We expect organizers to offer a range of accommodation from traditional student-type lodgings through to hotel-level facilities. Sufficient cheaper accommodation to allow postgraduate participation is desirable: such accommodation should be within reasonable walking distance of the conference venue or the organizers should make suitable travel arrangements to take delegates to and from the venue.
The venue is expected to meet the usual requirements for facilities in academic meetings, including Wi-Fi and PowerPoint/projection facilities in all rooms. It is desirable that the meeting rooms are in reasonably close proximity to each other and that there is a communal meeting area or foyer, preferably with refreshment facilities so that delegates can socialize and browse publisher stands.
In order to comply with BARS’s commitment to equality, diversity and inclusion, conference organizers should ensure that the venue, accommodation and transportation are fully accessible.
The conference has typically run from Thursday to Sunday in the second half of July, with the conference commencing on the afternoon of the first day and finishing on Sunday afternoon. However, this is a flexible schedule and proposers are encouraged to deviate from this model, for instance proposing a Monday-to-Thursday event (indeed, BARS 2021 will be running from Tuesday to Friday).
The BARS Executive normally meet on the evening before the conference begins: organizers will need to arrange a suitable venue for this (two-hour) meeting. The meeting typically concludes with a short tour of the conference venue for the Executive members in attendance. In fixing on a date, it is especially important organizers should check which conferences are already scheduled for what is often a busy time in the calendar and liaise with conference and society chairs in order to avoid clashes wherever possible and facilitate attendance at all events. Conferences which run during summers and are likely to be attended by BARS delegates include those hosted by the British Association for Victorian Studies, the International Conference on Romanticism, the International Gothic Association, the International Society for Eighteenth-Century Studies and the North American Society for the Study of Romanticism.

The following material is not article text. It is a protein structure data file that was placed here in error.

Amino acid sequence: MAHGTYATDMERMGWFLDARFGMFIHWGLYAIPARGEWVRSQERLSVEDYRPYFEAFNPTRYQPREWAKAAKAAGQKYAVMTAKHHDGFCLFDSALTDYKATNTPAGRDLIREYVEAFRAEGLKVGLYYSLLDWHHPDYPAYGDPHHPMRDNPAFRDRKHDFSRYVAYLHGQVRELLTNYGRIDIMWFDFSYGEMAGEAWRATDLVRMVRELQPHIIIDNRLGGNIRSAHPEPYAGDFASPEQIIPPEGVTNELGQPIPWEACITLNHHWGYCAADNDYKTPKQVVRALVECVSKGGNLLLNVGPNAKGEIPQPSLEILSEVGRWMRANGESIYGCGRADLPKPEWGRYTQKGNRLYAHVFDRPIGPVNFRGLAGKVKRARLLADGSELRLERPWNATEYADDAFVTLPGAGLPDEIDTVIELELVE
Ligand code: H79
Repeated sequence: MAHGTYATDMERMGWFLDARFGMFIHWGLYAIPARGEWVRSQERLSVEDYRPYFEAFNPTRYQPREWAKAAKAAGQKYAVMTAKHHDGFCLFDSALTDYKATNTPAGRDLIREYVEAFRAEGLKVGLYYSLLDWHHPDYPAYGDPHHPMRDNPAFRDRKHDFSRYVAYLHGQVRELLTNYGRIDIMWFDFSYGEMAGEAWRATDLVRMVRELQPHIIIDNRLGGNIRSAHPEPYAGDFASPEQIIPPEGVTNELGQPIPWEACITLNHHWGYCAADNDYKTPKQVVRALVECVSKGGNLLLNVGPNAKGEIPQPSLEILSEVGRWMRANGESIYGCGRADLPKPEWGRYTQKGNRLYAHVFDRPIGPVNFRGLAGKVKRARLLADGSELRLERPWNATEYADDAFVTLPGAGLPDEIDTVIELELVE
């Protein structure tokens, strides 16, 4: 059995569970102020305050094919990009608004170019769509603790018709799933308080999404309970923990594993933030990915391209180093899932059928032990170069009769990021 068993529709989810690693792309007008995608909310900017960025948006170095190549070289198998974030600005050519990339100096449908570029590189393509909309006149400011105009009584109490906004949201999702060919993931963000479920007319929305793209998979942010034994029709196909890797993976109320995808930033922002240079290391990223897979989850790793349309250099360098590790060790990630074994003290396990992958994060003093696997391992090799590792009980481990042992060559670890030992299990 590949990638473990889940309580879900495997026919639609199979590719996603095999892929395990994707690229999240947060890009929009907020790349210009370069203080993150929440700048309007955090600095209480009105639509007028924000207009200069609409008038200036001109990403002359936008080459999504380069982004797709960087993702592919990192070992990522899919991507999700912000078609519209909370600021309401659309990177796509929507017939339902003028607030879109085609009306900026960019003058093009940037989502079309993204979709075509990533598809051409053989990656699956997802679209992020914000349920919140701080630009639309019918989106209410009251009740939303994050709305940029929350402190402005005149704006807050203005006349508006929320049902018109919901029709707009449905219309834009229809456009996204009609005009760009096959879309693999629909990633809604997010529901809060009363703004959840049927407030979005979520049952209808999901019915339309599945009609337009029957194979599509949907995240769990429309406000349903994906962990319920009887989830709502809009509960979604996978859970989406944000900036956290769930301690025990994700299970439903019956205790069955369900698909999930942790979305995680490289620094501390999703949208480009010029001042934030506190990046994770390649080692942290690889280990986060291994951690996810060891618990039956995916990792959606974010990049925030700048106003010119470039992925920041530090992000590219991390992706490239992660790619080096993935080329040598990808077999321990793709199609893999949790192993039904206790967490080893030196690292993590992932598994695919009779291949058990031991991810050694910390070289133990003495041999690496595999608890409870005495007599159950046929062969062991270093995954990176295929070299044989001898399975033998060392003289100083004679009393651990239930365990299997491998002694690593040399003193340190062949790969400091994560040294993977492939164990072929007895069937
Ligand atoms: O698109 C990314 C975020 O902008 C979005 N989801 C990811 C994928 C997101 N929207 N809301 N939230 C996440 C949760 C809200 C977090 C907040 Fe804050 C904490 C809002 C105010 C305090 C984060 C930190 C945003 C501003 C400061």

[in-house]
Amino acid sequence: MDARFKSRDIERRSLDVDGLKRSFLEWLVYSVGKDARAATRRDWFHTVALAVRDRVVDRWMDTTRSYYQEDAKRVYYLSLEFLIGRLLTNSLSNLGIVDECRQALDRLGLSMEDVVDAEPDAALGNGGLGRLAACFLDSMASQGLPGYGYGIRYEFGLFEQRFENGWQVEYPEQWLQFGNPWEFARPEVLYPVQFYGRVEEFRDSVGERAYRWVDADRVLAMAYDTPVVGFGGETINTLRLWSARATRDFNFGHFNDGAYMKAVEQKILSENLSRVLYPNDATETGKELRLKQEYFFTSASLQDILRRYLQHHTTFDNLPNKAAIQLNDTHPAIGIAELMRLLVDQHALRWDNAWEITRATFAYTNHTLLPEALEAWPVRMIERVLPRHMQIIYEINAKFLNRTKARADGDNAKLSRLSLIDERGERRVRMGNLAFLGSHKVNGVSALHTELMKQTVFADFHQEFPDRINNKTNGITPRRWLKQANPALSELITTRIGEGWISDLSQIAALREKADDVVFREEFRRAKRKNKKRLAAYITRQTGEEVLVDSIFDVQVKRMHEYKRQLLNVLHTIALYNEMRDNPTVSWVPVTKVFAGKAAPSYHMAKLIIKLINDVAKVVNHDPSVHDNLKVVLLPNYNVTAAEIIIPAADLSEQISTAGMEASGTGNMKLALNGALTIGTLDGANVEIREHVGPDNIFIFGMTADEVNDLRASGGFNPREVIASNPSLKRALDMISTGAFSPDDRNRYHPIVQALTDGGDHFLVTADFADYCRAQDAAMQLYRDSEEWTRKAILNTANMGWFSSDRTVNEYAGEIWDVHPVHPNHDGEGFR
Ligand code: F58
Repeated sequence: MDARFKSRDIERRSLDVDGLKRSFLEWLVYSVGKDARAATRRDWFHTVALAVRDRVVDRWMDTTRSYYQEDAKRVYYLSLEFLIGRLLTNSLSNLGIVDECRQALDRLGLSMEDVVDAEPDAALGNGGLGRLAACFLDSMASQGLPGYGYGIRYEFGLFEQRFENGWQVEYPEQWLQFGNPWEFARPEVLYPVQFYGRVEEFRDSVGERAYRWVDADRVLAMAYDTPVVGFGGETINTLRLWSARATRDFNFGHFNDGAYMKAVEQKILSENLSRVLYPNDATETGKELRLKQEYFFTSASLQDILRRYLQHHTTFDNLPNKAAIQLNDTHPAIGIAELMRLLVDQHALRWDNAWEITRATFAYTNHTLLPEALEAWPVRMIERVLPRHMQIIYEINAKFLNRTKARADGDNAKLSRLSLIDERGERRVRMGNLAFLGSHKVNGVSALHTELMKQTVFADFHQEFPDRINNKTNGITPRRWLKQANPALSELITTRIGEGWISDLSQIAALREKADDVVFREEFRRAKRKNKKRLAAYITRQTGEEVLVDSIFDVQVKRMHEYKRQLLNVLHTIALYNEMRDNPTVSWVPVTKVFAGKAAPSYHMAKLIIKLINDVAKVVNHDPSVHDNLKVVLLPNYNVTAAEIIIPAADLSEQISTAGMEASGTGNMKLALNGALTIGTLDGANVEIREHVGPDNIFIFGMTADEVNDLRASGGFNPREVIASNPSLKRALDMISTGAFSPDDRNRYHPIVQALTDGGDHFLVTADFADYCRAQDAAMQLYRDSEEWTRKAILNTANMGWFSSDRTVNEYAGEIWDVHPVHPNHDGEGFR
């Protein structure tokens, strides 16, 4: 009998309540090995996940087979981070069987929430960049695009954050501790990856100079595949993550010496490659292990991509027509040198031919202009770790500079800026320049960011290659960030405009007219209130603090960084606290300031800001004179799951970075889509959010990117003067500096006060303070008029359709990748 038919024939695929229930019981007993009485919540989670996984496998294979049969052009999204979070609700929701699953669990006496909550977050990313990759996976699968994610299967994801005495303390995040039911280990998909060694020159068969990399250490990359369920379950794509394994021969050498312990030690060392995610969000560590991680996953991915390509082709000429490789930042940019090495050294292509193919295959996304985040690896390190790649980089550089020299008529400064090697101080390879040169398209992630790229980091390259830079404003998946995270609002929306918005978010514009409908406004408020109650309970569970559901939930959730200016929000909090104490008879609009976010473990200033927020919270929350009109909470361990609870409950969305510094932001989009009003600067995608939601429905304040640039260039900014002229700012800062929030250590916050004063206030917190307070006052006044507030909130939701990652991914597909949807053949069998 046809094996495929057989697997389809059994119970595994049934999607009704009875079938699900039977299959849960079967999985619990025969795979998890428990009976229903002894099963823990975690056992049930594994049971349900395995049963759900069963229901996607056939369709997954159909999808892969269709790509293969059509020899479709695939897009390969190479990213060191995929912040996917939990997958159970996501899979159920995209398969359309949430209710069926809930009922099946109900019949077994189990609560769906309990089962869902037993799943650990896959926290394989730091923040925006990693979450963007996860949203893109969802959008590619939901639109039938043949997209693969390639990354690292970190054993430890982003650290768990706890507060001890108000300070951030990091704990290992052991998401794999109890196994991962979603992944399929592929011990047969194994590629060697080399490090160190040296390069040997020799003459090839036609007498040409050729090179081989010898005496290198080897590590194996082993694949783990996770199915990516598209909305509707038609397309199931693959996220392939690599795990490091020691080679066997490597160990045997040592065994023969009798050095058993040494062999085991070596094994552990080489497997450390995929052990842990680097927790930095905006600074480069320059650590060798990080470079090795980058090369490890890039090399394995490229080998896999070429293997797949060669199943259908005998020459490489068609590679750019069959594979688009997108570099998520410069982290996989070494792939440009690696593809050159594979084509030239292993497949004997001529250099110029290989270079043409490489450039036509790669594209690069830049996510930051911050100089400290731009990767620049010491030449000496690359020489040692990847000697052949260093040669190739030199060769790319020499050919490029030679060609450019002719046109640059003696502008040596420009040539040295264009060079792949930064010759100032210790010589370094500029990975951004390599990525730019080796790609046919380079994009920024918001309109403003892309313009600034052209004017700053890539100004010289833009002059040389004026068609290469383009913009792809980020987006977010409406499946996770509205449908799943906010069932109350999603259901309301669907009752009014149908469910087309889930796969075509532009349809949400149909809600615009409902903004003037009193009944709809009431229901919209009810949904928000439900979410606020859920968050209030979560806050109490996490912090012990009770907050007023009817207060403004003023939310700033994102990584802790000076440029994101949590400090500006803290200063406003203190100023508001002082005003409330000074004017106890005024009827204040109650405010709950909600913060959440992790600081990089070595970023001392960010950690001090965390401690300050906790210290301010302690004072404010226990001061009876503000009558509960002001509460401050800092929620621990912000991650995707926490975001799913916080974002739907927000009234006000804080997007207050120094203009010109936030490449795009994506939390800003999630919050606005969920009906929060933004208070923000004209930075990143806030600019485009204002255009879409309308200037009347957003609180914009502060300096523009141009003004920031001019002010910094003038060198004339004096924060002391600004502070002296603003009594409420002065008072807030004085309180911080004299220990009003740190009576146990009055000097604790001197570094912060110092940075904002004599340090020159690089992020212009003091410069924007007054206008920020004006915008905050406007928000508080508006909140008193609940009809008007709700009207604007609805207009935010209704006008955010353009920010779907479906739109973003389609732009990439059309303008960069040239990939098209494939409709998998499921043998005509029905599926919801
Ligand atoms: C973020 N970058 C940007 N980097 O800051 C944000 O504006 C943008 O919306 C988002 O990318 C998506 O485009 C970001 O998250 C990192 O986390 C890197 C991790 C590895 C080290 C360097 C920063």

The CFP is usually circulated by October of the preceding year (2022) and the outcome of the refereeing process confirming speakers is usually made by the middle of January.
Vetting of papers
It is usual for members of the BARS Executive to serve on the panel which referees the proposals for panel papers, though the local organizers have the final right of veto. (It is desirable that papers are refereed not only for the integrity of the event, but also to help delegates secure financial support from funding bodies and institutions.)
The programme usually takes the form of parallel sessions consisting of panels where delegates deliver 20-minute papers. BARS welcomes convened and themed panels that reflect cutting-edge projects and collaborative research, and other formats such as roundtables and workshops. In addition, there are usually four or five plenary lectures, one of which is designated the Stephen Copley Lecture and another the Marilyn Butler lecture in memory of BARS’s founding members and much-loved scholars. Plenaries are chosen by the local organizing committee, though BARS expects this to reflect a gender balance and a mixture of national and international scholars. In the arrangements of the panel sessions and the timing of the plenary lectures the organizers are asked to consider seriously the responsibility of offering all speakers a reasonable size of audience (it is now standard practice to end the conference on the final day with a keynote). BARS expects panels to incorporate postgraduate and early career researchers opportunities alongside more established academics. The programme should also include specific sessions targeted at professional development for ECRs.
Reception, Book Prize, Banquet, PGR/ECR reception
The BARS conference includes a reception (normally on the first night), a slot for the BARS First Book Prize awards (this can be done at the reception or can be separate), and a banquet on the third night. It has increasingly been the case that informal meals are offered on the second night, although this depends on local factors such as whether the conference venue is campus-based or near a well-provisioned civic centre. Payment for the banquet is optional and can be purchased during registration. There should also be an evening slot for a reception aimed specifically at postgraduate and early career researchers: this typically takes the form of informal drinks and/or dinner, and often runs on the second night but should not be scheduled against the Banquet, in case PGRs/ECRs wish to attend.
Refreshments and lunches
BARS expects the conference registration fee to include refreshments (before the firstsessions each day and regular 30-minute coffee breaks), buffet food for the reception, andlunches on Days 2 to 4 (one of these can be a brown bag lunch on the excursion day). Pleasebuild this into your costs.
It is usual to arrange an excursion or choice of excursions with laid-on transport within the schedule, to take place usually on the Saturday (i.e. Day 3) afternoon, and to a ‘Romantic’ venue with general relevance to the conference e.g. a museum, estate, birthplace, gallery. We are keen to explore offering the excursion on another day (e.g. the final day of the conference, or before the main activity of the conference commences), for reasons of inclusivity. The excursion is always an optional extra in terms of costings and can be purchased during registration.